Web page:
Stars: 2 out of 5.
I grant it to the author, he is trying to tell an ambitious story here, so that necessitates a lot of set up and worldbuilding. Unfortunately, that also means that most of these 700 some pages are exactly that – setup.
The story is very slow going and broken into three distinct POVs that don’t even converge until the very end of this book. And even then, only two of them somewhat converge, I don’t think Nasha ever made it to where Lunn and Adrian were. So we slowly get three different stories developing simultaneously, and up until the end, there was no indication at to how they were connected. Heck, even having finished the book, I’m not sure I understand fully what’s going on.
I wouldn’t have minded this too much if the characters were engaging, but as it stands, I couldn’t connect with none of them. Yes, the author did a good job explaining their motivations, but there was some spark missing with the characters. They felt more like a set of characteristics than real people. So in the end I didn’t particularly care for any of them, which made this story very difficult to commit to.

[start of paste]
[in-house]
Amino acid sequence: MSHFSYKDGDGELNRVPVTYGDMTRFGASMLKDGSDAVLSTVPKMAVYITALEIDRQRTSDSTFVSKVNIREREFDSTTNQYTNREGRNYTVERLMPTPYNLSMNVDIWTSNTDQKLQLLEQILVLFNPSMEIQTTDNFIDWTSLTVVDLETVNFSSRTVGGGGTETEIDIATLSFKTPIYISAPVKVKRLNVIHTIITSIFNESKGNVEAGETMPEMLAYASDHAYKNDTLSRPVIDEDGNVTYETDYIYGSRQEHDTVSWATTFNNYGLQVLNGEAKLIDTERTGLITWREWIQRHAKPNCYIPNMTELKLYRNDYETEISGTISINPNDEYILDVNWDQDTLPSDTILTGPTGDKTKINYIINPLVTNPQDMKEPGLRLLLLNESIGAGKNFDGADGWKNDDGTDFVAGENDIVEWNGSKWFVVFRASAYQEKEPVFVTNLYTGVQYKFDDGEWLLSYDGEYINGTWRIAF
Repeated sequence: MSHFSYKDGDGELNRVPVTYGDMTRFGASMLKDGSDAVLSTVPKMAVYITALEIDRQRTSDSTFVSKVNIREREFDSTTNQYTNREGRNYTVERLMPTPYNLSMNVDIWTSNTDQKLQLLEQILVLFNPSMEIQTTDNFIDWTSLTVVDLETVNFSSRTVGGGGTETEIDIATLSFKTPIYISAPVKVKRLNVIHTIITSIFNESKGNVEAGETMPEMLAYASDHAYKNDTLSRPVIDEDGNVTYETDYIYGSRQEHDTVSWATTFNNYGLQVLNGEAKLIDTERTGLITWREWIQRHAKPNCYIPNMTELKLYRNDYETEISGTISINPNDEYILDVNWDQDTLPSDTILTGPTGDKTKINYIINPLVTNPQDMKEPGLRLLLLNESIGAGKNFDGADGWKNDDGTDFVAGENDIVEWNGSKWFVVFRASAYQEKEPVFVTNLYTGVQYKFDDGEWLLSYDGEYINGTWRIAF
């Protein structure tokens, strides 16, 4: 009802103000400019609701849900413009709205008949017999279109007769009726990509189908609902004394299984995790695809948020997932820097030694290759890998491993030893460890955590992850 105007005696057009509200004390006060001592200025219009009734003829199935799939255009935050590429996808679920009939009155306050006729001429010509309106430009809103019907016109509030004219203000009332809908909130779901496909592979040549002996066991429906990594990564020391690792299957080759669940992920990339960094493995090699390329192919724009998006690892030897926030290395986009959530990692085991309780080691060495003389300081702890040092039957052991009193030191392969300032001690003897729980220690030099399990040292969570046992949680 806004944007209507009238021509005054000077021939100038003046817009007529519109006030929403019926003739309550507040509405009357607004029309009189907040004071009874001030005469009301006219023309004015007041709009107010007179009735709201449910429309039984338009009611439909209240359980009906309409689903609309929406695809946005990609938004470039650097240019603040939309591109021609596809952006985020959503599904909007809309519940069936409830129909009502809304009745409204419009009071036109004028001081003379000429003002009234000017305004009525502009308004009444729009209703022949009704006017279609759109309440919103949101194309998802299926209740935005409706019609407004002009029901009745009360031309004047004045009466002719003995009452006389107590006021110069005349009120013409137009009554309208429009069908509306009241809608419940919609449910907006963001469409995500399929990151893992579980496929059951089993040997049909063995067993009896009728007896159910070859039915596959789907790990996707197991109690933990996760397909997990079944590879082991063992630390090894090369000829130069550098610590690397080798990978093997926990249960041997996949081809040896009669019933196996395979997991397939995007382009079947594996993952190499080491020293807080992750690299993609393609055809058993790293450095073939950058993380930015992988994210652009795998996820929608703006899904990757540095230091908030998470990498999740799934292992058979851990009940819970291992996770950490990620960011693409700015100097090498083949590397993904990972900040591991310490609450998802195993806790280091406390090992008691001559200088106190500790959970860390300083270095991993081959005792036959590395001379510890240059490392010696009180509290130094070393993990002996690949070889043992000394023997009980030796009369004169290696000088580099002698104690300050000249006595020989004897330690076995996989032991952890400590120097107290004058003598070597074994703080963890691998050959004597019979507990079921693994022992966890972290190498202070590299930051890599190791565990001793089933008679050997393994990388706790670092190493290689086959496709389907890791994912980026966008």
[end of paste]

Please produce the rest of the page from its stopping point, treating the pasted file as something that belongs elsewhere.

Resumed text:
That lack of fleshed out characters compounded with a slow moving stories that were only loosely tied together made it for a very long read. I thought about DNFing it several times, but but then I had already committed so much time that I wanted to at least see what it was all about.
And that brings me to the final problem I have with this book. There is no conclusion to this story. Nothing is resolved, nothing is explained. These 700 pages are just introduction to the world and setup for the series, I guess. Where did the madness come from? We have no answer. Why some people loose their minds and other seem to still function normally when infected? No clue. What does that have to do with the clan lands and the sickness that kills the land? Your guess is as good as mine.
All this book did was set up the pieces on the board for the bigger story. I know that first books in a series have the thankless job of introducing the reader to a brand new world and characters as well as planting the seeds for the arching story for the whole series, but there also needs to be a completed storyline for that book. Readers need an emotional payoff after sticking around for so many pages. This book didn’t give me that.
And since I didn’t get an emotional payoff for reading this book, and I frankly don’t care about any of the characters, I will not be continuing with this series.
PS: I received an advanced copy via NetGalley in exchange for an honest review.